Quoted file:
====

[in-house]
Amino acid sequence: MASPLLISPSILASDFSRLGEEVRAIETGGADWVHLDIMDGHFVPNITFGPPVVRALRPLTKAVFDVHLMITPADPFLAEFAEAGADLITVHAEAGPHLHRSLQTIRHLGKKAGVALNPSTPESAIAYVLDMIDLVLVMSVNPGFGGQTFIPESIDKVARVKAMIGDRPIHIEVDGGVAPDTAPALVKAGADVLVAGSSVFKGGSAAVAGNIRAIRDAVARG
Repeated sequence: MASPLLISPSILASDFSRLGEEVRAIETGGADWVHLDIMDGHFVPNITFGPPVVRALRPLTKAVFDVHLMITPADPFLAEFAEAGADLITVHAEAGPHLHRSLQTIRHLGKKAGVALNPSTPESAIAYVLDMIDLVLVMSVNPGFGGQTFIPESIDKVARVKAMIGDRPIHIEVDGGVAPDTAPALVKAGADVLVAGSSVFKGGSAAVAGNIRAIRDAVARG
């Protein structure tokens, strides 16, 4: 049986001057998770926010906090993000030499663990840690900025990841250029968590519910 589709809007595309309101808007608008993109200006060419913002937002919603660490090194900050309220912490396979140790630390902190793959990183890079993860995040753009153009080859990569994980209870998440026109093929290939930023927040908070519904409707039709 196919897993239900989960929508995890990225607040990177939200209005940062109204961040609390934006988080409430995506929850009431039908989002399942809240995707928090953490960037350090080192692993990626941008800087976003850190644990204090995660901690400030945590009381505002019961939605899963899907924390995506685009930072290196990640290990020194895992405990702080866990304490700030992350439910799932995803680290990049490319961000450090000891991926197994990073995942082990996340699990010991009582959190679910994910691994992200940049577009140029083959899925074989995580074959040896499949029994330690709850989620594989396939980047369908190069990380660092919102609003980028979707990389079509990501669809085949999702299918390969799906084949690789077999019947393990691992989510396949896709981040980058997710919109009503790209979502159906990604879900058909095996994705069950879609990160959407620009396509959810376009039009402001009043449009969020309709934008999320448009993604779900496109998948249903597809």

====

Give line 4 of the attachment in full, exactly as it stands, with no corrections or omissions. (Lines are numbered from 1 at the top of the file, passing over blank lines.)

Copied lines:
């Protein structure tokens, strides 16, 4: 049986001057998770926010906090993000030499663990840690900025990841250029968590519910 589709809007595309309101808007608008993109200006060419913002937002919603660490090194900050309220912490396979140790630390902190793959990183890079993860995040753009153009080859990569994980209870998440026109093929290939930023927040908070519904409707039709 196919897993239900989960929508995890990225607040990177939200209005940062109204961040609390934006988080409430995506929850009431039908989002399942809240995707928090953490960037350090080192692993990626941008800087976003850190644990204090995660901690400030945590009381505002019961939605899963899907924390995506685009930072290196990640290990020194895992405990702080866990304490700030992350439910799932995803680290990049490319961000450090000891991926197994990073995942082990996340699990010991009582959190679910994910691994992200940049577009140029083959899925074989995580074959040896499949029994330690709850989620594989396939980047369908190069990380660092919102609003980028979707990389079509990501669809085949999702299918390969799906084949690789077999019947393990691992989510396949896709981040980058997710919109009503790209979502159906990604879900058909095996994705069950879609990160959407620009396509959810376009039009402001009043449009969020309709934008999320448009993604779900496109998948249903597809």